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Faeser considers lifting the deportation freeze for Afghan threats - Greens against it

In the traffic light coalition, a dispute breaks out about how to deal with criminals and threat makers from Afghanistan, who have not had to fear deportation to their home country for a long time.

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Faeser considers lifting the deportation freeze for Afghan threats - Greens against it

In the traffic light coalition, a dispute breaks out about how to deal with criminals and threat makers from Afghanistan, who have not had to fear deportation to their home country for a long time. Federal Minister of the Interior Nancy Faeser (SPD) is examining a departure from this line, which has met with opposition from the Greens.

"For people who pose a potential threat to public safety in Germany, deportations must be particularly encouraged," WELT learned from security circles. "Therefore, options are also being intensively examined as to how criminal offenders and dangerous persons can be deported to Afghanistan again." This requires reaching an agreement with Afghanistan on the readmission of persons and corresponding modalities such as identification, the issuance of documents and the specific to agree repatriation procedures.

In addition, the protection of the escorts and the aircraft crews must be guaranteed. "Given the extraordinarily difficult security situation and the fact that there is no internationally recognized government in Afghanistan, there are difficult questions to be answered," it said. "The Federal Ministry of the Interior is working with the Foreign Office to clarify these questions as quickly as possible." The "Bild am Sonntag" reported on this first.

The initiative is supported by the SPD and FDP. "A solution is needed, especially to regulate serious and security-threatening cases," said SPD parliamentary group Vice Dirk Wiese WELT. "It is right and important that the Federal Ministry of the Interior and the Federal Foreign Office are in contact with one another." Necessary prerequisites are a stable security situation, guarantees for safe returns and sustainable relationships with the political contacts there. "Due to the political situation with the Taliban regime, deportations to Afghanistan are currently extremely difficult, both legally and practically."

Stephan Thomae, parliamentary director of the FDP parliamentary group, said: "If people from abroad do not comply with our legal system, but commit criminal offenses and thus endanger our internal security, they must leave our country." It is therefore right to check whether Criminals and dangerous people can be deported to Afghanistan. "However, the basis for possible returns to Afghanistan is always an individual assessment in accordance with the situation report of the Federal Foreign Office." If the report comes to the conclusion that the security situation on site makes deportations possible and that they can also be carried out organizationally, they would have to be implemented consistently .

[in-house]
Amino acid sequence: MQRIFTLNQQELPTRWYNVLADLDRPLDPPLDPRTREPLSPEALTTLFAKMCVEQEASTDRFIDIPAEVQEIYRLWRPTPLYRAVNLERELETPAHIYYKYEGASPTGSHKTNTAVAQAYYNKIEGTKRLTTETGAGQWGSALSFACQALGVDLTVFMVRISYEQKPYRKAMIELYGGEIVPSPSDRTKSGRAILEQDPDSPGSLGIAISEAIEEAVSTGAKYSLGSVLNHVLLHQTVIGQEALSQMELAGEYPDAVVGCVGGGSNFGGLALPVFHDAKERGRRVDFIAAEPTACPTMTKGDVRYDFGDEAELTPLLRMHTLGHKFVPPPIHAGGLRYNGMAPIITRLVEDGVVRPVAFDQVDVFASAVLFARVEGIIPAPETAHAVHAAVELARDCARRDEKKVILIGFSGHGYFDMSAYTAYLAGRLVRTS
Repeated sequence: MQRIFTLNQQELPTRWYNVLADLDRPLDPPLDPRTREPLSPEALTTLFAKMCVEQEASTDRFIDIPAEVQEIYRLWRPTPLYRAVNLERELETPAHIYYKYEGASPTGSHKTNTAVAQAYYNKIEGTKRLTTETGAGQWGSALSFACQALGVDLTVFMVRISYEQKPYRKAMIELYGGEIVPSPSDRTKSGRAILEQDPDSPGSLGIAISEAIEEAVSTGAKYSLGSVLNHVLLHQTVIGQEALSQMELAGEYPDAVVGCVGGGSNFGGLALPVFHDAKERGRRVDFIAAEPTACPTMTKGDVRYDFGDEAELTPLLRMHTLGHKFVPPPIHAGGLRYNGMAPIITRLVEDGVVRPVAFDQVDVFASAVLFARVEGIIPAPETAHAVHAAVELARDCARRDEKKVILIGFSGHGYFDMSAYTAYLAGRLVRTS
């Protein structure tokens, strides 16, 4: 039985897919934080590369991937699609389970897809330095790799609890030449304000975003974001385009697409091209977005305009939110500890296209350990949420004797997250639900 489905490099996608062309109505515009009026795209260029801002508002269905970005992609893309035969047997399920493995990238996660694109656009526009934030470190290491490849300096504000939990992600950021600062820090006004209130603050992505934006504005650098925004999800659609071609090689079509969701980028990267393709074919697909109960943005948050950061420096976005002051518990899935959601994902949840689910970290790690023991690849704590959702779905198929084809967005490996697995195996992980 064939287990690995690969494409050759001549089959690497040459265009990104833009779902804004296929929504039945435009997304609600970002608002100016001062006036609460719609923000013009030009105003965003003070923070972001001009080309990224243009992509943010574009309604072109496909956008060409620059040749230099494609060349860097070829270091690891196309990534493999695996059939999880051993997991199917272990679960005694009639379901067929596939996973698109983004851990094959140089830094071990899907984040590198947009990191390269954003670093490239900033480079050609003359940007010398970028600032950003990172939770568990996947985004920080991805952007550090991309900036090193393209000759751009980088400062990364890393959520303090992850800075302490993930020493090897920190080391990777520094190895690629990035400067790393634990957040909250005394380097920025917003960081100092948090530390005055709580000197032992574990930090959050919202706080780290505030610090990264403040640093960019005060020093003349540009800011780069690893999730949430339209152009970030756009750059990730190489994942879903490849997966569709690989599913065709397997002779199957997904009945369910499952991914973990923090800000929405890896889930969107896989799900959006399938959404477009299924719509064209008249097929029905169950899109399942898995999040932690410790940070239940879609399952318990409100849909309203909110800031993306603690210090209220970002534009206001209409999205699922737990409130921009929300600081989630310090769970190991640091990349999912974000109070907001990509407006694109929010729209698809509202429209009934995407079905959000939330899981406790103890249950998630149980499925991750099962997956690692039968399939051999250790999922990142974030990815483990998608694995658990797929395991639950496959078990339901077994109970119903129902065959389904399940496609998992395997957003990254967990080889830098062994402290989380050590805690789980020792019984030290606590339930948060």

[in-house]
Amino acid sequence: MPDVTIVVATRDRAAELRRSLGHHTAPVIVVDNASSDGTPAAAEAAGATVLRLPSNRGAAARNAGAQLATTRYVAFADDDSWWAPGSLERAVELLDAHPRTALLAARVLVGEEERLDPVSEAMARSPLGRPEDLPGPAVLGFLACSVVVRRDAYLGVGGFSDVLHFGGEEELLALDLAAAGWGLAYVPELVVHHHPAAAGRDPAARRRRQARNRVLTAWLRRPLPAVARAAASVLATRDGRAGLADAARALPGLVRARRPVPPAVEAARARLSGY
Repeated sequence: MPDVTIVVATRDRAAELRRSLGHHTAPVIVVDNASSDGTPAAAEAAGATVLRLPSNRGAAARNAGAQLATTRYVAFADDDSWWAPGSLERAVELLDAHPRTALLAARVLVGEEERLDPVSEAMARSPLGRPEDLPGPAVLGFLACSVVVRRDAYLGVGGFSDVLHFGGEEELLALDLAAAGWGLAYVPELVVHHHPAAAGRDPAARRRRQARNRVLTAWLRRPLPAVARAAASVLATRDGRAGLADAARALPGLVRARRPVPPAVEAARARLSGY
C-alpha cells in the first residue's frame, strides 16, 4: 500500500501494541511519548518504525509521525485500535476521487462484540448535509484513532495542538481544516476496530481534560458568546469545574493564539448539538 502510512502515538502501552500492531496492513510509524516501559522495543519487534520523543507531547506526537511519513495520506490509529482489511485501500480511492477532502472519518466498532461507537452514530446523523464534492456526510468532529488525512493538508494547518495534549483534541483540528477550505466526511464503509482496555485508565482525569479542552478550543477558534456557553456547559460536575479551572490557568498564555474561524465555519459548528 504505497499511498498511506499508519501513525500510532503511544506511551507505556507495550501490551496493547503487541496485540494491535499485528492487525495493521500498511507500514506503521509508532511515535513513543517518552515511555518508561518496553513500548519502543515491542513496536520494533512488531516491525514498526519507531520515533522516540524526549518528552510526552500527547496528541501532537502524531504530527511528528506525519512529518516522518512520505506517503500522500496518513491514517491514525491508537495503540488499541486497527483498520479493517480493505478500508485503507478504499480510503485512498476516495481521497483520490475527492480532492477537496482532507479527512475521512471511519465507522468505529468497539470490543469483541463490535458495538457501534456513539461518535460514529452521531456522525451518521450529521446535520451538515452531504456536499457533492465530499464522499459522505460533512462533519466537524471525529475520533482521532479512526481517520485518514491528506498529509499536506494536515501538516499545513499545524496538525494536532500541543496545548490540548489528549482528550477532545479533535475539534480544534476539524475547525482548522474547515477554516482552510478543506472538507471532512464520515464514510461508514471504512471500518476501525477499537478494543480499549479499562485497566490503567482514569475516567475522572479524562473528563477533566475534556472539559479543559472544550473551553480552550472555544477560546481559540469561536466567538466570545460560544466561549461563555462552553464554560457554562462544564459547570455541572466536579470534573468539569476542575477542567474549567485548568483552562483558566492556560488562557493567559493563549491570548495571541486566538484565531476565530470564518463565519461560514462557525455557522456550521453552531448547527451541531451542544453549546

Green migration expert Filiz Polat counters: "All deportations to Afghanistan have rightly been suspended since 2021, since Afghans are at risk of serious human rights violations when they return." Germany currently has no diplomatic relations with the de facto government of the Taliban and cannot guarantee the safety of the deported people. "I am not aware of any new assessment by the Federal Government of the human rights situation in Afghanistan and therefore do not allow for a new assessment of the deportation freeze."

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Source: WORLD

Union and AfD, on the other hand, are pushing for action. The CDU domestic politician Alexander Throm accused Faeser of having "always remained inactive" on this topic. "We have repeatedly asked Ms. Faeser to deport criminals and Islamist threats to Afghanistan. I last wrote to Ms. Faeser to do this in February. I did not receive an answer from the Federal Minister of the Interior," said Throm WELT. The population no longer understands that, for example, the convicted Afghan rapist of a 14-year-old girl from Illerkirchberg cannot be deported.

Should Faeser actually want to deport criminals and threats to Afghanistan again, she would have to come to an agreement with Baerbock. "Only a few days ago, the Foreign Office wrote to me that resuming deportations to Afghanistan is not an option there," said the CDU politician. “Everything looks as if the federal government is blocked, as is so often the case with the issue of returns to Afghanistan. The dispute within the traffic light is increasingly becoming a security issue for our country.”

AfD faction leader Alice Weidel said that timely deportation saves lives. The fact that the federal government now wants to review its course falls into the “too little, too late” category. It shows that the interior minister treats this danger as a stepmother. A first important step would be to prevent the influx of further threats by "sealing" the German borders against illegal immigration.

"Kick-off Politics" is WELT's daily news podcast. The most important topic analyzed by WELT editors and the dates of the day. Subscribe to the podcast on Spotify, Apple Podcasts, Amazon Music, among others, or directly via RSS feed.

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